Emily Carver: The individual no longer seems to count in our identity-obsessed society

10 Nov

Emily Carver is Media Manager at the Institute of Economic Affairs.

New research from the Nuffield Trust, an independent health think tank, has claimed that inequality among NHS staff members of different races and religions “is getting worse”. 

Its study Attracting, Supporting and Retaining a Diverse NHS Workforce, commissioned by NHS Employers, part of the NHS Confederation, highlights statistical disparities in the experiences and professional outcomes of staff by group, including along the lines of gender, religion, and ethnicity. 

According to data from last year’s NHS staff survey, Muslim staff are more than twice as likely to report experiencing discrimination than staff of no religion, and those who prefer to self-describe their gender are twice as likely to report experiencing discrimination as male or female staff. 

In terms of professional advancement, male nurses were found to be twice as likely to progress up two pay bands than female nurses; ethnic minority staff 27 per cent less likely than white staff to be “very senior managers”; and candidates with Bangladeshi ethnicity were found, on average, to be half as likely to be appointed from an NHS shortlist than a white British person. Where there has been an increase in representation of a minority group, this is described as an “improvement”.  

Of course, discrimination and bullying in the workplace should be seriously investigated, addressed, and dealt with swiftly. But what’s troubling is the implication that runs through the report that diversity is an end goal in and of itself, and that any discrepancy is likely a result of discrimination, bias or a lack of commitment to diversity and inclusion. Its authors claim that “despite considerable effort and countless initiatives, inequality between NHS staff groups is persisting or even getting worse ­– and the health service does not have the tools to address this”.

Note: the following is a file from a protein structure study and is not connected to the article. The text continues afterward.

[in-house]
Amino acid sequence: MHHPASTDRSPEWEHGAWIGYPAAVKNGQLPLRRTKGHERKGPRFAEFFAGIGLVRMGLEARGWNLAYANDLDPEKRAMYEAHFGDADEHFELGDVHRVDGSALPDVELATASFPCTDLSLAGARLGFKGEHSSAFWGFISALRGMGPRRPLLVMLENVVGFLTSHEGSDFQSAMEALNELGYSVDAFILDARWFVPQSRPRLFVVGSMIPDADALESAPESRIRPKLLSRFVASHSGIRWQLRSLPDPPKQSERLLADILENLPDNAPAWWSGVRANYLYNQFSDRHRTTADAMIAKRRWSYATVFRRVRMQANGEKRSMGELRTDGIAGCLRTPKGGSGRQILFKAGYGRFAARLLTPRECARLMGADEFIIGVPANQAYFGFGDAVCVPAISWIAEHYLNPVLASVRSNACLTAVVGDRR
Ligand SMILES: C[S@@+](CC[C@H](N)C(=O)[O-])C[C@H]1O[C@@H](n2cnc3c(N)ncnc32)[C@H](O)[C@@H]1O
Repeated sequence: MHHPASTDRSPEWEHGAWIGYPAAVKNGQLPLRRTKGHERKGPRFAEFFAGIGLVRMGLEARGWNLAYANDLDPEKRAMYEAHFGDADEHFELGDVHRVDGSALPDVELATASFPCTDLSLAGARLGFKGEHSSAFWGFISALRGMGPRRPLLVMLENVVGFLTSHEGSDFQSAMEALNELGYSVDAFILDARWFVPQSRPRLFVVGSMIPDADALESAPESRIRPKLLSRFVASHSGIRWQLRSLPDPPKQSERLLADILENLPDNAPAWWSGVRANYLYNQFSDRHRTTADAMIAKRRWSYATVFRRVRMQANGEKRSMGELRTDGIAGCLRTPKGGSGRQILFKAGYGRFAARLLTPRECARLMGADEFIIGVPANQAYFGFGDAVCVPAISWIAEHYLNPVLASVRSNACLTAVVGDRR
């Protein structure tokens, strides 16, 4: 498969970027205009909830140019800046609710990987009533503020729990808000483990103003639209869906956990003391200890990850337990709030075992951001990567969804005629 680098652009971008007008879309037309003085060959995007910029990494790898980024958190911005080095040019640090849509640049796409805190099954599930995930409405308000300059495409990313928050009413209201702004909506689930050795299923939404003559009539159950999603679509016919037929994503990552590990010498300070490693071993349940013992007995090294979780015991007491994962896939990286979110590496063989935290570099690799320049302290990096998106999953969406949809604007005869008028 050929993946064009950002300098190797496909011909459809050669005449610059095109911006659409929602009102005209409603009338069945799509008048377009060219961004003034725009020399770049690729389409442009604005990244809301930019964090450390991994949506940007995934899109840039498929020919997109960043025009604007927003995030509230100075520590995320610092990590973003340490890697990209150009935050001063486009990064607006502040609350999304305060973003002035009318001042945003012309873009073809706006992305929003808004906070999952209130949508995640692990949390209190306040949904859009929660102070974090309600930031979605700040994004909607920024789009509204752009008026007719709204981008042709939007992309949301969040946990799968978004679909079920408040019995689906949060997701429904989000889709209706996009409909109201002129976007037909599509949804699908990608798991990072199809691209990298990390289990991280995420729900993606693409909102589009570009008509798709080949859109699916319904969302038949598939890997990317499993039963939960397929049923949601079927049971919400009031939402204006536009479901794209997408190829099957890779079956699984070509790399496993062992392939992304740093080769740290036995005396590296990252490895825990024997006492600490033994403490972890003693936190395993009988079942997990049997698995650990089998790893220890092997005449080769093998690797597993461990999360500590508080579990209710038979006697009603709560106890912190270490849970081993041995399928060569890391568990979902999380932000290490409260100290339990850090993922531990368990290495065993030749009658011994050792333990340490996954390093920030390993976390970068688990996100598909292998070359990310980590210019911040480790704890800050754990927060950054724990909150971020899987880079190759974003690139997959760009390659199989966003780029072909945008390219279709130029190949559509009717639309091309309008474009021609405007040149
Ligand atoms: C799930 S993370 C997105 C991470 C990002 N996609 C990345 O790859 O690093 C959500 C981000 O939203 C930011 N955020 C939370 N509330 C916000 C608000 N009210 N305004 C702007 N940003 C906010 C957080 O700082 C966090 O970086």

In the same way that much of the analysis on gender pay gap reporting blames sexism for any discrepancies in earnings between men and women, the Nuffield Trust’s report assumes that any disparity between identity groups is down to discrimination – or at least provides little acknowledgement that there may be other factors at play. 

The reader is clearly meant to believe that any disparities between groups, be it in terms of progressing up pay bands, or gaining a position in senior management, must be due to discrimination.  

What’s concerning is how this translates into action. Commenting on the report, Danny Mortimer, Chief Executive of NHS Employers said, “there’s an absolute commitment from our members to finally address the inequities in our workplaces”, and that the report “reminds us that far more urgency and impact is needed in every part of the NHS”. 

Pat Cullen, The Royal College of Nursing Chief Executive, responded by saying that the NHS leadership has “no alternative but to act on the findings” of the report, and that lack of inclusion and diversity can’t be pushed down the list of priorities any longer. This is ironic, considering the recent exposure of just how much we’re spending on NHS Diversity and Inclusion officers every year.

Mortimer says that we must address inequities. But what does this actually mean? What actions are they advocating to ensure there are no such inequities? Does this mean that unless there is parity between groups, that the NHS has failed? And why is this even desirable? Should equality of outcome among staff now be the priority, in an organisation that is creaking at the seams? Surely, the last thing we need is more of our money spent on diversity and inclusion managers. 

But judging by the proposals made by the Nuffield Trust, this is exactly what its authors want. The report recommends that NHS England regularly provides information to employers on their ‘relative and absolute performance’ on equality and diversity. This means continuous data gathering on age, disability, gender reassignment, marriage and civil partnership, pregnancy and maternity, race, religion or belief, sex and sexual orientation, as well as socioeconomic status, national origin and carer status. All to be supported by “continuous training” for NHS ‘diversity leads’.